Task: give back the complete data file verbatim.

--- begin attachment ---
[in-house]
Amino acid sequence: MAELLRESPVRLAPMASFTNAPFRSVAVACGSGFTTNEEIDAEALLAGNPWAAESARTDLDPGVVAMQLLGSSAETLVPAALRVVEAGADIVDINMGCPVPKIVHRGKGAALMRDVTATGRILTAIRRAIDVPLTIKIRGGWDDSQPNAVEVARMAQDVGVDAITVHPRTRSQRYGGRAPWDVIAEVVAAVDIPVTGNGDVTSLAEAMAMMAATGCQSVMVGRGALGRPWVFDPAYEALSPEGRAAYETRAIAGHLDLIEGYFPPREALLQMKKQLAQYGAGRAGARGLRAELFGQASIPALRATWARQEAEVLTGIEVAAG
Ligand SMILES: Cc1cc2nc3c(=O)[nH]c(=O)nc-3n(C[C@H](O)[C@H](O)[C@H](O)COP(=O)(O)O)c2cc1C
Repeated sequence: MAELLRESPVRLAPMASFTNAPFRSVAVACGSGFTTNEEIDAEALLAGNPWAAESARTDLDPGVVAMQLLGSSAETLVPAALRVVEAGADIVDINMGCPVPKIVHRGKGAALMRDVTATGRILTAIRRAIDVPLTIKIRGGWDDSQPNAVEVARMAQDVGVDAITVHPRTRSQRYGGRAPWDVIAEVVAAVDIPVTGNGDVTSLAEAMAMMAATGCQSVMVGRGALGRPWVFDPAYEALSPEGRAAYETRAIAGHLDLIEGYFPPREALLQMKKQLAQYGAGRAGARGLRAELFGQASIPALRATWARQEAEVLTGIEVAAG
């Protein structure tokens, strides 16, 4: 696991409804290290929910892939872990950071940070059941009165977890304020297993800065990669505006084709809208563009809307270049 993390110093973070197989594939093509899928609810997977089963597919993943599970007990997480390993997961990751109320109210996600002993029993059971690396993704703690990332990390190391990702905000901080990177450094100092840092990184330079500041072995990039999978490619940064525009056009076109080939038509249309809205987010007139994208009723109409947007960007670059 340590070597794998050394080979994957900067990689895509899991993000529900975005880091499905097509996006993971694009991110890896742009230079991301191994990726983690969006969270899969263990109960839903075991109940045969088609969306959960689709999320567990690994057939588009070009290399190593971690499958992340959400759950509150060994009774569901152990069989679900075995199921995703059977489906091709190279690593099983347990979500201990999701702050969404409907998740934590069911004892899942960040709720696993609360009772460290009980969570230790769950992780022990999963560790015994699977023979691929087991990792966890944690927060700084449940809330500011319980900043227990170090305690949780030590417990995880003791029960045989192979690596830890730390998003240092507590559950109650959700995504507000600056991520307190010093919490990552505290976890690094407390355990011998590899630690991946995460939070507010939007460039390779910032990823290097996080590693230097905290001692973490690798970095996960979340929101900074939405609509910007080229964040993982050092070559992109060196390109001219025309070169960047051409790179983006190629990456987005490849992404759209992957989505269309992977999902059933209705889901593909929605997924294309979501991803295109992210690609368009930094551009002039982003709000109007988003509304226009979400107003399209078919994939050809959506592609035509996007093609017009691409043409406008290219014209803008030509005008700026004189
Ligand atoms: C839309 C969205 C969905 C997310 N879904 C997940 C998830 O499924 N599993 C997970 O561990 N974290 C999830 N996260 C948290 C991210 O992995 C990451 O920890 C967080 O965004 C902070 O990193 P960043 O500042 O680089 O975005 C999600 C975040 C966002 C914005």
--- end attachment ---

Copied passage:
[in-house]
Amino acid sequence: MAELLRESPVRLAPMASFTNAPFRSVAVACGSGFTTNEEIDAEALLAGNPWAAESARTDLDPGVVAMQLLGSSAETLVPAALRVVEAGADIVDINMGCPVPKIVHRGKGAALMRDVTATGRILTAIRRAIDVPLTIKIRGGWDDSQPNAVEVARMAQDVGVDAITVHPRTRSQRYGGRAPWDVIAEVVAAVDIPVTGNGDVTSLAEAMAMMAATGCQSVMVGRGALGRPWVFDPAYEALSPEGRAAYETRAIAGHLDLIEGYFPPREALLQMKKQLAQYGAGRAGARGLRAELFGQASIPALRATWARQEAEVLTGIEVAAG
Ligand SMILES: Cc1cc2nc3c(=O)[nH]c(=O)nc-3n(C[C@H](O)[C@H](O)[C@H](O)COP(=O)(O)O)c2cc1C
Repeated sequence: MAELLRESPVRLAPMASFTNAPFRSVAVACGSGFTTNEEIDAEALLAGNPWAAESARTDLDPGVVAMQLLGSSAETLVPAALRVVEAGADIVDINMGCPVPKIVHRGKGAALMRDVTATGRILTAIRRAIDVPLTIKIRGGWDDSQPNAVEVARMAQDVGVDAITVHPRTRSQRYGGRAPWDVIAEVVAAVDIPVTGNGDVTSLAEAMAMMAATGCQSVMVGRGALGRPWVFDPAYEALSPEGRAAYETRAIAGHLDLIEGYFPPREALLQMKKQLAQYGAGRAGARGLRAELFGQASIPALRATWARQEAEVLTGIEVAAG
């Protein structure tokens, strides 16, 4: 696991409804290290929910892939872990950071940070059941009165977890304020297993800065990669505006084709809208563009809307270049 993390110093973070197989594939093509899928609810997977089963597919993943599970007990997480390993997961990751109320109210996600002993029993059971690396993704703690990332990390190391990702905000901080990177450094100092840092990184330079500041072995990039999978490619940064525009056009076109080939038509249309809205987010007139994208009723109409947007960007670059 340590070597794998050394080979994957900067990689895509899991993000529900975005880091499905097509996006993971694009991110890896742009230079991301191994990726983690969006969270899969263990109960839903075991109940045969088609969306959960689709999320567990690994057939588009070009290399190593971690499958992340959400759950509150060994009774569901152990069989679900075995199921995703059977489906091709190279690593099983347990979500201990999701702050969404409907998740934590069911004892899942960040709720696993609360009772460290009980969570230790769950992780022990999963560790015994699977023979691929087991990792966890944690927060700084449940809330500011319980900043227990170090305690949780030590417990995880003791029960045989192979690596830890730390998003240092507590559950109650959700995504507000600056991520307190010093919490990552505290976890690094407390355990011998590899630690991946995460939070507010939007460039390779910032990823290097996080590693230097905290001692973490690798970095996960979340929101900074939405609509910007080229964040993982050092070559992109060196390109001219025309070169960047051409790179983006190629990456987005490849992404759209992957989505269309992977999902059933209705889901593909929605997924294309979501991803295109992210690609368009930094551009002039982003709000109007988003509304226009979400107003399209078919994939050809959506592609035509996007093609017009691409043409406008290219014209803008030509005008700026004189
Ligand atoms: C839309 C969205 C969905 C997310 N879904 C997940 C998830 O499924 N599993 C997970 O561990 N974290 C999830 N996260 C948290 C991210 O992995 C990451 O920890 C967080 O965004 C902070 O990193 P960043 O500042 O680089 O975005 C999600 C975040 C966002 C914005």